MR. JUSTICE DAVIS DELIVERED THE OPINION OF THE COURT:
Rehearing denied June 1, 1973.
This is a disciplinary proceeding against the respondent under Supreme Court Rule 751 (Ill. Rev. Stat. 1967, ch. 110A, par. 751), wherein the sole meritorious issue is the measure of discipline to be imposed.
The cause comes before us on the report of the Grievance Committee of the Chicago Bar Association, which recommended that the respondent be disbarred, and the respondent's objections thereto. After a hearing on this report, the Board of Managers of the Chicago Bar Association, sitting as Commissioners, overruled the objections, approved the report and recommendation, and made its report to this court.
The recommendation was a consequence of the respondent's conviction in the United States District Court for the Northern District of Illinois, after a jury trial, on 9 of 15 counts charging him with specific acts of defrauding various insurance companies through use of the mails, and upon one count of conspiracy, in violation of sections 1341 and 371 of Title 18 of the United States Code.
The respondent was sentenced to concurrent prison terms of five years on each count on which he was convicted. The judgments of conviction were affirmed by the United States Court of Appeals for the 7th Circuit (United States v. Hutul, 416 F.2d 607), and petition for certiorari was denied (396 U.S. 1012, 24 L.Ed.2d 504, 90 S.Ct. 573). Prior to his conviction in the United States District Court, he previously had been indicted and prosecuted by the State of Illinois, in the circuit court of Cook County, on substantially the same charges, and had been found not guilty.
The complaint of the Committee on Inquiry of the Chicago Bar Association against him recited his conviction in the United States District Court on the mail-fraud and conspiracy charges. After several hearings, Division IV of the Grievance Committee filed its report finding that the respondent had brought the legal profession into disrepute and recommended his disbarrment. He filed objections to this report and filed a motion in this court to strike his name from the roll of attorneys. The clerk of this court, upon our suggestion, advised the Chicago Bar Association of the filing of this motion and requested its response. The Association advised us that a final hearing was scheduled before the full Grievance Committee and asked that the respondent's motion be continued so that proper consideration could be given to his request. The full Grievance Committee, sitting as Commissioners of this court, met on the scheduled date and without the respondent's appearance approved the report and the recommendation of disbarrment.
Thereupon, the Chicago Bar Association filed with the clerk of this court certain "Suggestions to the Court" which described what had happened and suggested that the respondent's motion be held in abeyance pending receipt of the final report of the Board of Managers of the Association, which report was subsequently received.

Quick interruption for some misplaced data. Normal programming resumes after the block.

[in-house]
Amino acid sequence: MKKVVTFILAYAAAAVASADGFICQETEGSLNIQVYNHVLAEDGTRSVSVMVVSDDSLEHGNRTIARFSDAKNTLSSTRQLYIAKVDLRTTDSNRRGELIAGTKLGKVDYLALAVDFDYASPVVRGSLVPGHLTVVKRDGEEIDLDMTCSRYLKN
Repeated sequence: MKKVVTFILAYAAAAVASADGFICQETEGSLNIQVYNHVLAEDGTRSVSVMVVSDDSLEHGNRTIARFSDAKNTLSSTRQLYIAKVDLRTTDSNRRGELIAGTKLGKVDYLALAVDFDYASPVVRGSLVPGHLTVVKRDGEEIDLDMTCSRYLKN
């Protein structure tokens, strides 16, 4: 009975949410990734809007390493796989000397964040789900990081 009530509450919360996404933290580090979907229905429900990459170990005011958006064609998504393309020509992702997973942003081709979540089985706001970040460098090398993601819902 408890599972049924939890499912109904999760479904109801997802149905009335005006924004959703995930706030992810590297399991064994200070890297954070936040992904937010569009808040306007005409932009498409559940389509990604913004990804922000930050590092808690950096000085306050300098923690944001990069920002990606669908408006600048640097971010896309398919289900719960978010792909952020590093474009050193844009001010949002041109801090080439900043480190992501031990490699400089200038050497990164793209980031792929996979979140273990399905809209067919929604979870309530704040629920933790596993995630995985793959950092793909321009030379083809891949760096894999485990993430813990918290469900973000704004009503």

Thereafter, amicus curiae filed a motion with the court to approve and confirm the report of the Commissioners recommending the respondent's disbarrment. While incarcerated in the Federal Correctional Institution at Sandstone, Minnesota, the respondent wrote to the court and requested that his letter be considered as his objections to the Commissioners' report, and that the matter be stayed until his release from Federal custody. We allowed his request and continued the motion by amicus curiae to approve and confirm the Commissioners' report.
Upon the respondent's release on parole from Federal custody, his matter was reactivated. In addition to his letter of objections, the respondent later filed, on his own behalf, the common-law record of the circuit court of Cook County in the criminal case wherein he was found not guilty of the fraud and conspiracy charges; a copy of his letter to the Hon. William J. Lynch, Judge of the United States District Court, who presided in the proceeding wherein he was found guilty of mail fraud and conspiracy; and a copy of his petition for a writ of certiorari to the United States Supreme Court, which has now been denied.
The respondent has two basic objections to the report. First, he claims that he was placed in double jeopardy by the Federal prosecution which occurred after he had been found not guilty in a State prosecution for similar charges, and contends that this constitutes a violation of his rights under the fifth amendment to the United States constitution. He additionally urges that if the second prosecution was not barred by double jeopardy, it was barred by the principles of collateral estoppel or res judicata, and by the seventh amendment.
This identical argument was made by the respondent in his appeal to the United States Court of Appeals for the 7th Circuit (United States v. Hutul, 416 F.2d 607). In answering this contention, we adopt that part of the decision of that court which, at page 626, states:
"First, the principles of res judicata and collateral estoppel act as a bar to subsequent proceedings only when the parties to each action are the same, and the Federal Government is neither the same as nor in privity with that of the State of Illinois. See United States v. Wapnick, 198 F. Supp. 359 (D.C.E.D.N.Y. 1961), aff'd. per curiam, 315 F.2d 96, cert. den. 374 U.S. 829, 83 S.Ct. 1868, 10 L.Ed.2d 1052; Rios v. United States, 256 F.2d 173 (9th Cir. 1958). Therefore, the principles of res judicata and collateral estoppel do not apply to the case at bar, and do not provide a substitute for a defense of double jeopardy.
Second, the Seventh Amendment is inapplicable to the instant case since it applies only to ...